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By Daniel McGroarty, TES GeoPolicy Editor



Imagine in some parallel universe, the President orders his national security team to make an offer to buy Greenland.  The offer is drawn up, the demarche made, the Danish official receiving it is suitably shocked.



But there the issue dies.  No twitter war, no parade of public denunciations, no exploding talking-heads in an endless cable newsloop.



Why not?  Because the year was 1946.  The President, Harry Truman.  And the offer was $100,000,000 in gold to buy the whole of Greenland, in the fraught months after the merciful end of World War II and before Churchill’s Iron Curtain speech marked the onset of the U.S.-Soviet Cold War.  That’s a cool $1.3 billion in 2019 dollars.



A couple of years later, the U.S. settled for a strategic airbase at Thule in northwest Greenland, 1200 kilometers above the Arctic Circle, which remains a key node in the U.S. nuclear warning system.



Cut to today:  President Trump’s quip about buying Greenland – followed up with a Tweet-troll of a golden Trump Tower rising up from the ice sheet, caption:  “I promise not to do this to Greenland!”  



Apparently, there’s something in the subject of Arctic land purchases that encourages levity.  There shouldn’t be.  After all, the U.S. would not be an Arctic nation today, absent Secretary of State William Henry Seward’s 1867 purchase of Alaska (price tag:  $7 million, or around 2 cents per acre).  And yet Seward’s Folly – imagine today’s twitter-storm:  #Seward’sFolly #$7MillionIceBox? – looks pretty shrewd 150 years on.  (Seward, by the way, in the midst of his negotiations to purchase Alaska from the Russian czar, commissioned a State Department study on the resources of Greenland and Iceland.  If he hadn’t gotten such a scorching for his first Arctic purchase, one wonders whether Seward might have added to America’s Arctic portfolio.)



And while we’re in historical mode — and simultaneously in hysterical mode, over the presidential purchase offer — let’s leave aside how Denmark comes to control Greenland in the first place:  the result of imperial expeditions that led to declarations of Danish sovereignty in the early 1800’s.  As for buying Greenland, there’s no evidence the indigenous Inuit of that day were compensated.



Today’s interest in Greenland is what’s beneath the ever-shrinking icecap, as Earth’s temperature warms:  Known resources of at least eight metals and minerals – taken as individual elements, including the rare earths (REEs) and platinum group metals, that’s 29 elements in all, nearly 1/3 of the naturally-occurring elements in the Periodic Table.  That gives Greenland, soon or sometime in the future, a foothold as a major metals supplier to the 21st Century Tech Revolution.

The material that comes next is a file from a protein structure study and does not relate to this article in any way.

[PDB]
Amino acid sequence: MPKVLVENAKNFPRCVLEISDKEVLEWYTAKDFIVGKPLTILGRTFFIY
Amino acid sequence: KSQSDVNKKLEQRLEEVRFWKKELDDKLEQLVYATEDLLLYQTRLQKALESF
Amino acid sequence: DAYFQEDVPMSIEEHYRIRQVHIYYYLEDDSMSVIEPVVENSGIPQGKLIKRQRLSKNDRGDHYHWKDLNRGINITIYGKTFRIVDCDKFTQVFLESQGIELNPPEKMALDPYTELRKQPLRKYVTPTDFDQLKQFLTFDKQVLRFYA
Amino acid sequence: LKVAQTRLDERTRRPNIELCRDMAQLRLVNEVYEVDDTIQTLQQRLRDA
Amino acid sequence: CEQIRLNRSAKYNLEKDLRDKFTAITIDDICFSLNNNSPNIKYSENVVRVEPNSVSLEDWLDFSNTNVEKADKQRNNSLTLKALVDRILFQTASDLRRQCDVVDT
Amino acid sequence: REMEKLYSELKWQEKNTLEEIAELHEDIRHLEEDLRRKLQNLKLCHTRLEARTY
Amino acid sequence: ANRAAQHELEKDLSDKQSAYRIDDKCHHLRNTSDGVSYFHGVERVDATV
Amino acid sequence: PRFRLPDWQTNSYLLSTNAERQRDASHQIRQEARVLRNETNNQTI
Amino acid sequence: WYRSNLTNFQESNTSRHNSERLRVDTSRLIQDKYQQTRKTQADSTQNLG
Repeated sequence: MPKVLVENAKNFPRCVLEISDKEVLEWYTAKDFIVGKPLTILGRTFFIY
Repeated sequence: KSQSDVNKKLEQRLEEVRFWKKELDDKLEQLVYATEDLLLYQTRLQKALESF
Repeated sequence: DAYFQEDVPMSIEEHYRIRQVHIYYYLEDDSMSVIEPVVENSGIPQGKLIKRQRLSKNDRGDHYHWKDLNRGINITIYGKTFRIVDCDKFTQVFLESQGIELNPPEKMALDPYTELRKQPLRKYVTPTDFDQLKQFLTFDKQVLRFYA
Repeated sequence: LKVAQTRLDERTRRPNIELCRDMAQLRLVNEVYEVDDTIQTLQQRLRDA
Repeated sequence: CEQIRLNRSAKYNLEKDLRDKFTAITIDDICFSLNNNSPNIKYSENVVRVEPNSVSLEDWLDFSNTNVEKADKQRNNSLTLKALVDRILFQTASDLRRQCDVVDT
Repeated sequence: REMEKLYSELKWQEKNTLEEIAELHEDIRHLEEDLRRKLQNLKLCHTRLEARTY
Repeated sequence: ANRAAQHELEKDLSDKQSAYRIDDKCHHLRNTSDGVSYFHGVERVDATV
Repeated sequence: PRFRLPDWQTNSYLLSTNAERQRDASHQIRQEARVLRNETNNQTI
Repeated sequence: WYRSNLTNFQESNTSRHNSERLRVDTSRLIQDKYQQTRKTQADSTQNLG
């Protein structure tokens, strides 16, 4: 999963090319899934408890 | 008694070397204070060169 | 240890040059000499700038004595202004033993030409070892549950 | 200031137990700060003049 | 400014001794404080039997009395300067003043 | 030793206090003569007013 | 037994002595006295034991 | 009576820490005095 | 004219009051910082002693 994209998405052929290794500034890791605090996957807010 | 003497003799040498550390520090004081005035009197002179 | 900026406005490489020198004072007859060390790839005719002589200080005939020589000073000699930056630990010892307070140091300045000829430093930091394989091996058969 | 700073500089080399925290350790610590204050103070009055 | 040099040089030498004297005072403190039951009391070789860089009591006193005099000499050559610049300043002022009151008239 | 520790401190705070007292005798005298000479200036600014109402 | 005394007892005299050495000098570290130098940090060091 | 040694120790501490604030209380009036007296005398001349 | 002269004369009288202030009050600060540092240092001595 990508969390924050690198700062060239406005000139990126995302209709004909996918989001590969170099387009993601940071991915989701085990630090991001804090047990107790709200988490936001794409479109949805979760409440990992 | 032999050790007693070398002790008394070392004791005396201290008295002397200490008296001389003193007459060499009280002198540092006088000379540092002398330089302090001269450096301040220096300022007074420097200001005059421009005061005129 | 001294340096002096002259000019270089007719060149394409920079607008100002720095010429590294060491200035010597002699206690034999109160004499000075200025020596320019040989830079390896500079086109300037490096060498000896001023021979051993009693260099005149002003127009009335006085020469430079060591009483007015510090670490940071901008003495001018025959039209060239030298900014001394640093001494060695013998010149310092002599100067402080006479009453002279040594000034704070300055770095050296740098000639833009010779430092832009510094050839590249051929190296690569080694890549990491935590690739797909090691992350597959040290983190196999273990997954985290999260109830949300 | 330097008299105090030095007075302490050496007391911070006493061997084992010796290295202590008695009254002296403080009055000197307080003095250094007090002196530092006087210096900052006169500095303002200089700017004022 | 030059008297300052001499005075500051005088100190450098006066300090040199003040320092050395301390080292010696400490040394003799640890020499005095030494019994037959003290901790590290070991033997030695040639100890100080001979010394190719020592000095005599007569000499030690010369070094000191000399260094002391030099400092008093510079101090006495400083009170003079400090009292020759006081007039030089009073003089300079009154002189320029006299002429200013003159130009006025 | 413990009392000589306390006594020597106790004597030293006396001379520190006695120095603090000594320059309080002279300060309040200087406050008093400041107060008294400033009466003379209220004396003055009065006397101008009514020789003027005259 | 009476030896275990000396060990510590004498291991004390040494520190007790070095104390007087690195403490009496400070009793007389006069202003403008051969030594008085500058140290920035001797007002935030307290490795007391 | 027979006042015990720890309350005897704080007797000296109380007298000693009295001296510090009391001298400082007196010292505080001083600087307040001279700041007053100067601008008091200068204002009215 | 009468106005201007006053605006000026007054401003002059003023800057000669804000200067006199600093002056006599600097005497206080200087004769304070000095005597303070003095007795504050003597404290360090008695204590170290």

And while the U.S. most emphatically may not be purchasing Greenland, that’s not to say other interested parties aren’t already buying up strategic bits of real estate.



As The Diplomat reports, consider the Kvanefjeld Rare Earths project in southern Greenland:  China’s Shenghe Resources, an established REE player, took a minority stake in 2016, but it includes the right to process and market the deposit’s REE production.  Then there’s China NonFerrous Metals’ investment in a zinc project in northernmost Greenland.  Add to that Chinese oil and natural gas giants queueing up to bid for offshore oil blocks in 2021.  It’s all part of  what The Diplomat calls, rather diplomatically, China’s “economic diplomacy.”



In other words, Greenland may not be for sale, but its resource riches surely are.  From Truman’s offer to Trump’s Tweets, Greenland is a hot property.  Surely, Secretary Seward would have understood.



Daniel McGroarty, TES GeoPolicy editor, served in senior positions in the White House and Department of Defense, and has testified in the U.S. Senate and House on critical minerals issues.  McGroarty is principal of Washington, D.C.-based Carmot Strategic Group, and president of the American Resources Policy Network, a non-partisan virtual think tank dedicated to informing the public on the importance of developing U.S. metal and mineral resources.  The views expressed here are his own.